For a candidate seeking elected office, allegations of flip-flopping on issues can be deadly. Hillary Clinton is frequently targeted for her opposition to gay marriage rights as recently as 2004, and her opponent Bernie Sanders is likewise singled out for his moderate record on gun control. It is understandable that we expect our leaders to be consistent and principled, and that votes are cast by this measure of a candidate’s character. Yet this also results in criticism and dismissal of those who appear to be calculating, who seem willing to say anything to get elected. Not only is this reasoning severely restricting, but it is also illogical.
Liberals are quick to applaud representatives who have fought for progressive policies long before they became trendy. Sanders regularly receives praise for his support of the LGBT community in the 1980s, when doing so nationally was akin to political suicide. But in liberal Vermont, Sanders was re-elected time and time again. However, had the Clintons done the same and voiced opposition to the Defense of Marriage Act in 1996, their careers would have swiftly come to an end decades ago, with no chance of revival even if the times caught up with them. This attitude continued all the way to the 2008 election, when, in accordance with public opinion, the major candidates of both parties, including President Obama, refused to support gay marriage rights.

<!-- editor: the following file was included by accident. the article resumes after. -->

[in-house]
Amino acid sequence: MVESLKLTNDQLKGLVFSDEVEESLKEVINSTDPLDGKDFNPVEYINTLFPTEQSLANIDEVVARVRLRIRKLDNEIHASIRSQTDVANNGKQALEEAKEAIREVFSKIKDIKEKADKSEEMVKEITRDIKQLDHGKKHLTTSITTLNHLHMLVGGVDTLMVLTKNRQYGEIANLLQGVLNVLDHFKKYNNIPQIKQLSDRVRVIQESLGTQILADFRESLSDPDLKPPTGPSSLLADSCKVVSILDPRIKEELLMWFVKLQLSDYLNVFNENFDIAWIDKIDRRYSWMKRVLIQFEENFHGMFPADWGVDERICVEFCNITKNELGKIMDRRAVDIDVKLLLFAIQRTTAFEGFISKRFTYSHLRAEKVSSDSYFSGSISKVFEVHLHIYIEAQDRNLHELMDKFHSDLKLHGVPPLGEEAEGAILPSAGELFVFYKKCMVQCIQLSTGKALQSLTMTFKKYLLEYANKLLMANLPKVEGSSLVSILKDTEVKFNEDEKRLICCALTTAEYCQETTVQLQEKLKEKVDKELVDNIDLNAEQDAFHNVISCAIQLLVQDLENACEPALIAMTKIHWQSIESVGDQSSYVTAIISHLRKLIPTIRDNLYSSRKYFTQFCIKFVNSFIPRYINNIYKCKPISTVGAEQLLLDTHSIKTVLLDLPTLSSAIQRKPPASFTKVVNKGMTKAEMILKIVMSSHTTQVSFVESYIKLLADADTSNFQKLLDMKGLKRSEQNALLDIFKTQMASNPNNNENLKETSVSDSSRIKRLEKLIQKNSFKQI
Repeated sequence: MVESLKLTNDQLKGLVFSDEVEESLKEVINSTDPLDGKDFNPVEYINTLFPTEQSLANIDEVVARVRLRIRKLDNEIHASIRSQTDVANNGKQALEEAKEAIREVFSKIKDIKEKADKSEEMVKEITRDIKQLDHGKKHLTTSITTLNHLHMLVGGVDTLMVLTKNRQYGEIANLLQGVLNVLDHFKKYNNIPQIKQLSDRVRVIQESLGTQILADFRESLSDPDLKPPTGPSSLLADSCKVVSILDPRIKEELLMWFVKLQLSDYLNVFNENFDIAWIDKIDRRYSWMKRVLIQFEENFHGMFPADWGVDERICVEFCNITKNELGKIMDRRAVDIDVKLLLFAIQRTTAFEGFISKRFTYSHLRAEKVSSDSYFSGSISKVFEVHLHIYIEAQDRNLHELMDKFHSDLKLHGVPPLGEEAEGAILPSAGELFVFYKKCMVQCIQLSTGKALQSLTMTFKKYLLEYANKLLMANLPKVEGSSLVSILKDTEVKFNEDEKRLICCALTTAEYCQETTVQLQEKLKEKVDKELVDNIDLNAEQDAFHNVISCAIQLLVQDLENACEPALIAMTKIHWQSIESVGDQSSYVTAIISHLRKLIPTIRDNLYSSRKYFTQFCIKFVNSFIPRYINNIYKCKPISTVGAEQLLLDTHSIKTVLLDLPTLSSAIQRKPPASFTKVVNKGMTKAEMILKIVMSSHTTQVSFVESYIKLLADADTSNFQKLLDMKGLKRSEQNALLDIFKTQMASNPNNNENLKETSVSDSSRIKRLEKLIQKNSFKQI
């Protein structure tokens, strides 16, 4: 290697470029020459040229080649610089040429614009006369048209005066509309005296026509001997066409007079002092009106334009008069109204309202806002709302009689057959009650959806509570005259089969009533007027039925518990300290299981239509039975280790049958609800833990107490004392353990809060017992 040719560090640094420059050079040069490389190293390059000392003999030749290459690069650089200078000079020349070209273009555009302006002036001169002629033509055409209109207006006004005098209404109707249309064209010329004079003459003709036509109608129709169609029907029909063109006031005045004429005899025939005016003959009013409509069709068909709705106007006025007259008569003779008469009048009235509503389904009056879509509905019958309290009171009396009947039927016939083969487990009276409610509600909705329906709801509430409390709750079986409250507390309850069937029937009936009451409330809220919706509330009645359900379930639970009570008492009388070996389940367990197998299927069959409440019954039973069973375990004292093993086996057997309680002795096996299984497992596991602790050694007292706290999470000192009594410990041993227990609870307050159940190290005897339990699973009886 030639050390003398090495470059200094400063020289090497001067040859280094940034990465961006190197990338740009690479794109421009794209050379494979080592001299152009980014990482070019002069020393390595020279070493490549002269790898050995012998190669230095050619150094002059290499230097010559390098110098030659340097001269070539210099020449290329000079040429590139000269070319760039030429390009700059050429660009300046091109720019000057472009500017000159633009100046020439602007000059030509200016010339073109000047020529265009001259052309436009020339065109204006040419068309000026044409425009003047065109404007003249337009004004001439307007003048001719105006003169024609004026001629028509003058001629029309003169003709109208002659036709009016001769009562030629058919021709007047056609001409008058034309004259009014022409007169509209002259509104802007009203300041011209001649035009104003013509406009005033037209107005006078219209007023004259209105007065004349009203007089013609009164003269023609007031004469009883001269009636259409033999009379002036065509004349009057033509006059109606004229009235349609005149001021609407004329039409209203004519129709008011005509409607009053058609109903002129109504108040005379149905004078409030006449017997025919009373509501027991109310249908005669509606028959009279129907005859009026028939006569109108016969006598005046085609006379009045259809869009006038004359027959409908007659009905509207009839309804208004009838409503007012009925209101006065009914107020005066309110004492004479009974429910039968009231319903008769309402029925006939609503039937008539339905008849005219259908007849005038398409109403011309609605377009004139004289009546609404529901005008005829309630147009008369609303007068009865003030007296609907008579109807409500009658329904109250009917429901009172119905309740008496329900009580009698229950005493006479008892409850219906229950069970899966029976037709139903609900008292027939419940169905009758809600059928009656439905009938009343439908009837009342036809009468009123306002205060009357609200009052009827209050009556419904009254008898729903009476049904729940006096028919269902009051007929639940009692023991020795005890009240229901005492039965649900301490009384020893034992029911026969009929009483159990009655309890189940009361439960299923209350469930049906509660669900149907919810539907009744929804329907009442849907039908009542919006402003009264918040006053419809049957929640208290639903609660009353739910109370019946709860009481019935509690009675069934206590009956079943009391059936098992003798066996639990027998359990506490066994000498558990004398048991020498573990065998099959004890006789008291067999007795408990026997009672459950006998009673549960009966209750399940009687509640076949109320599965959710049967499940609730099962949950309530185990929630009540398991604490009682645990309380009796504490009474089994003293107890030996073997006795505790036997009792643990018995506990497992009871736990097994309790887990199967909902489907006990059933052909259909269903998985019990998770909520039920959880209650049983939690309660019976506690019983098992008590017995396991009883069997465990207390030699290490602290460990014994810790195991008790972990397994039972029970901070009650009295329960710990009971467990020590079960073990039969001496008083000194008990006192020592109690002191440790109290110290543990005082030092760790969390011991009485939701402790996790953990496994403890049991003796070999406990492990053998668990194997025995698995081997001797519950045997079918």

In last week’s Democratic presidential debate, Sanders was left scrambling to defend his past stance on gun control. He credits this to the damage a liberal view on guns can do in a rural state like Vermont, and the facts back him up. Though Sanders was mayor of Burlington for most of the 1980s, he lost in statewide elections six times, finally winning in 1990 with the help of the NRA. Similar transformations by candidates can be seen regarding the Iraq war, crime bills, free trade and more. These are not merely afterthought issues, but front-and-center ones, and they reveal a paradox in the minds of voters. We expect legislators to do the right thing no matter public opinion, yet crush them at the polls if they act against the wishes of their constituency. As a lawmaker, to bravely stand up when the majority is wrong — a judgment only possible in hindsight — is to be doomed to irrelevance in the next election.
Candidates can give speeches or run ads to convince citizens to think one way, but ultimately, every politically significant figure today has, at one time or another, pandered to the 51 percent. This is not disappointing; it’s reassuring. Instead of demanding from them apologies for prior shortcomings, we can find comfort in our considerable influence over policy, and that as our views evolve, so too will our representatives.
Opinions expressed on the editorial pages are not necessarily those of WSN, and our publication of opinions is not an endorsement of them.
Email Akshay Prabhushankar at [email protected]